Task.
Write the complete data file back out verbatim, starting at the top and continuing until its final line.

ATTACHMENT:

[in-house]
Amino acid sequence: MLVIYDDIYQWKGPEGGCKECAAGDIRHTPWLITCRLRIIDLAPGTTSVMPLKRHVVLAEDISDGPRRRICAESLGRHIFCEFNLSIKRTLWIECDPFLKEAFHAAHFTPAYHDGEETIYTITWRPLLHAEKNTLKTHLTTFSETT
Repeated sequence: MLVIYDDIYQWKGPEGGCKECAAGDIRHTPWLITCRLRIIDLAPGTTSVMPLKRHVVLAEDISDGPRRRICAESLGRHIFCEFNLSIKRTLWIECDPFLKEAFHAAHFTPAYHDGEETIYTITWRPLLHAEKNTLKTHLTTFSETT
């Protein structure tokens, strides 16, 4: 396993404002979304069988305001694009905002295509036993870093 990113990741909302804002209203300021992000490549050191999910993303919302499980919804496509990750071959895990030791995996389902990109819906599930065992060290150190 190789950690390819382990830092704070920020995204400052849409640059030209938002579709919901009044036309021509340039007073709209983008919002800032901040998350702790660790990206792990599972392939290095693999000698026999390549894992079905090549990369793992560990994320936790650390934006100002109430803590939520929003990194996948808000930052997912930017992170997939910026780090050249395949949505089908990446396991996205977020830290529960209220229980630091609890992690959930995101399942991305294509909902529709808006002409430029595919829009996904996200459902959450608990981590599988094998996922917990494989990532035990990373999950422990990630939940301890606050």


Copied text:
[in-house]
Amino acid sequence: MLVIYDDIYQWKGPEGGCKECAAGDIRHTPWLITCRLRIIDLAPGTTSVMPLKRHVVLAEDISDGPRRRICAESLGRHIFCEFNLSIKRTLWIECDPFLKEAFHAAHFTPAYHDGEETIYTITWRPLLHAEKNTLKTHLTTFSETT
Repeated sequence: MLVIYDDIYQWKGPEGGCKECAAGDIRHTPWLITCRLRIIDLAPGTTSVMPLKRHVVLAEDISDGPRRRICAESLGRHIFCEFNLSIKRTLWIECDPFLKEAFHAAHFTPAYHDGEETIYTITWRPLLHAEKNTLKTHLTTFSETT
């Protein structure tokens, strides 16, 4: 396993404002979304069988305001694009905002295509036993870093 990113990741909302804002209203300021992000490549050191999910993303919302499980919804496509990750071959895990030791995996389902990109819906599930065992060290150190 190789950690390819382990830092704070920020995204400052849409640059030209938002579709919901009044036309021509340039007073709209983008919002800032901040998350702790660790990206792990599972392939290095693999000698026999390549894992079905090549990369793992560990994320936790650390934006100002109430803590939520929003990194996948808000930052997912930017992170997939910026780090050249395949949505089908990446396991996205977020830290529960209220229980630091609890992690959930995101399942991305294509909902529709808006002409430029595919829009996904996200459902959450608990981590599988094998996922917990494989990532035990990373999950422990990630939940301890606050």